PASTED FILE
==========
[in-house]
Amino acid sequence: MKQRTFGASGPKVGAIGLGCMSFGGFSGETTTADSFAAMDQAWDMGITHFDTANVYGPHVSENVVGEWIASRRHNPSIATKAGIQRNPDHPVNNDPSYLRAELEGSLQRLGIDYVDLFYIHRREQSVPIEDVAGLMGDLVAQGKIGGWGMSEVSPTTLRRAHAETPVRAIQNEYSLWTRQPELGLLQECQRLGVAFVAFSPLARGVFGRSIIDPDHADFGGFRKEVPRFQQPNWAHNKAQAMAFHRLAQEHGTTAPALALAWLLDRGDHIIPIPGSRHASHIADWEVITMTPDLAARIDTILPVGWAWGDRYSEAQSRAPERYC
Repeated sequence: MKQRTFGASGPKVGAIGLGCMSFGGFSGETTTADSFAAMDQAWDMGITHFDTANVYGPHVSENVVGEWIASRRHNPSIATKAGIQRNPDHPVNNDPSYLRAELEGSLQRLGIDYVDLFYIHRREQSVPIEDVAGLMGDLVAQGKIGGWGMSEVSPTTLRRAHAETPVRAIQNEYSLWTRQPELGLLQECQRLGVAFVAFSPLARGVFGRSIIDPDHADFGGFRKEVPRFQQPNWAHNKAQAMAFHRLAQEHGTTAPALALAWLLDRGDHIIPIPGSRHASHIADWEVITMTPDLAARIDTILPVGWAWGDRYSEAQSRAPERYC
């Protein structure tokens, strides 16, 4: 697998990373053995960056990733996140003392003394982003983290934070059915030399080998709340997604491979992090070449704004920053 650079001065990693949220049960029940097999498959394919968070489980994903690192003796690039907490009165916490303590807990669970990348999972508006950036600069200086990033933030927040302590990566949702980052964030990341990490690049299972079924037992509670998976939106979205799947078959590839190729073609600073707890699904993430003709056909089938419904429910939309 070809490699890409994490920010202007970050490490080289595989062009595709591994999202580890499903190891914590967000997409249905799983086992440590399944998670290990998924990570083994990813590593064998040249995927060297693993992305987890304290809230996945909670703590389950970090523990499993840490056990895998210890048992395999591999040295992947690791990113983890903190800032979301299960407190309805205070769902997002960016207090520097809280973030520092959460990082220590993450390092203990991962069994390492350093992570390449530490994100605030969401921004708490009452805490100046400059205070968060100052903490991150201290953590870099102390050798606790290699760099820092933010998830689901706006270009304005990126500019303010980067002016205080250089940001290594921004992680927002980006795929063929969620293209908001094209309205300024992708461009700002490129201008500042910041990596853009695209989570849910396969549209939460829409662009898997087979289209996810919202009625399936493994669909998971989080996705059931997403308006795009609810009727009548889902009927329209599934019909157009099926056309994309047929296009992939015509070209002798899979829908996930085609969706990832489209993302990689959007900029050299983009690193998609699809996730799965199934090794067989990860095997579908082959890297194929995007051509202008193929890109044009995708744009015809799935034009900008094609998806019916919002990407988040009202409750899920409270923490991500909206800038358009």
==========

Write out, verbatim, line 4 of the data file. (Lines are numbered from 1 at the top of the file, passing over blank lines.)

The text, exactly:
């Protein structure tokens, strides 16, 4: 697998990373053995960056990733996140003392003394982003983290934070059915030399080998709340997604491979992090070449704004920053 650079001065990693949220049960029940097999498959394919968070489980994903690192003796690039907490009165916490303590807990669970990348999972508006950036600069200086990033933030927040302590990566949702980052964030990341990490690049299972079924037992509670998976939106979205799947078959590839190729073609600073707890699904993430003709056909089938419904429910939309 070809490699890409994490920010202007970050490490080289595989062009595709591994999202580890499903190891914590967000997409249905799983086992440590399944998670290990998924990570083994990813590593064998040249995927060297693993992305987890304290809230996945909670703590389950970090523990499993840490056990895998210890048992395999591999040295992947690791990113983890903190800032979301299960407190309805205070769902997002960016207090520097809280973030520092959460990082220590993450390092203990991962069994390492350093992570390449530490994100605030969401921004708490009452805490100046400059205070968060100052903490991150201290953590870099102390050798606790290699760099820092933010998830689901706006270009304005990126500019303010980067002016205080250089940001290594921004992680927002980006795929063929969620293209908001094209309205300024992708461009700002490129201008500042910041990596853009695209989570849910396969549209939460829409662009898997087979289209996810919202009625399936493994669909998971989080996705059931997403308006795009609810009727009548889902009927329209599934019909157009099926056309994309047929296009992939015509070209002798899979829908996930085609969706990832489209993302990689959007900029050299983009690193998609699809996730799965199934090794067989990860095997579908082959890297194929995007051509202008193929890109044009995708744009015809799935034009900008094609998806019916919002990407988040009202409750899920409270923490991500909206800038358009």